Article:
The memory of one of only two American soldiers to survive being a POW in two different wars is being kept alive by his family.
Col. Richard Keirn was only 19 years old when his B-17 Bomber was shot down by the Germans in 1944, WTTV Fox 13 reports. Keirn spent 11 months as a prisoner of war.
According to the station, Capt. Keirn was also captured during his service in Vietnam, when his F-4 Phantom was shot down in 1964 by a surface-to-air missile.
Keirn’s son, Steve, who lives in Tampa, recalled for WTTV the torture his father endured during his captivity.
"In Germany he was treated like a prisoner of war under the Geneva Convention, but in Vietnam he was treated like an animal," said Steve Keirn.
Keirn and other POWs in Vietnam were tortured. Steve said his father's captors dislocated his shoulders.
"Then they'd hang him from a beam and hang him by his elbows and just let him hang there for hours at a time," Steve said.
They also pulled off his fingernails and withheld food. Keirn would spend eight years as a prisoner of the North Vietnamese.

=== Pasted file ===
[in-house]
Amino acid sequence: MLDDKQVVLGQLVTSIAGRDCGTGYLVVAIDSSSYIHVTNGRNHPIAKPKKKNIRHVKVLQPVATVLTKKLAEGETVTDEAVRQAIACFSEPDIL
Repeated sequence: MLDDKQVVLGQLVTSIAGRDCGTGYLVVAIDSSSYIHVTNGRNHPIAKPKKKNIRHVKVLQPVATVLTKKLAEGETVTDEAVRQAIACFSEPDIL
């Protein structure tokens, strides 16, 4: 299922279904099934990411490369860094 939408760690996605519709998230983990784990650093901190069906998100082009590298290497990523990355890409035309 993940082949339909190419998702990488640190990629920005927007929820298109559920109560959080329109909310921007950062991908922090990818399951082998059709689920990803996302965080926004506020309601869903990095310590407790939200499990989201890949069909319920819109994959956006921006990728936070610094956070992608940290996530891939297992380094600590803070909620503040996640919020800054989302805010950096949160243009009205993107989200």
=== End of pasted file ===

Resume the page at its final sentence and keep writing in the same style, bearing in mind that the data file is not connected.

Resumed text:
Steve Keirn told WTTV that his father went to Vietnam weighing more than 220 pounds; when he returned, he weighed just 125 pounds. Over two wars he had been awarded five Purple Hearts along with numerous other honors. Richard Keirn remained in the Air Force, attending the war college. He retired as a full colonel.
He died at 75 and was laid to rest on Memorial Day with full military honors. Before he died, he wrote a book titled, "Old Glory Is the Most Beautiful of All." The book is an account of his experiences.
Now, Steve tells his father’s story, which was a kept a secret years ago. To protect from anti-war activists, his family was asked to keep quiet about Col. Keirn, according to the station.
"I answered the phone one day and a guy threatened my life. He said you, your family, and your dad will pay for the crimes your dad committed as a war criminal in Vietnam," Steve told WTTV.
But Steve doesn't carry a grudge. Why? Because his father never did.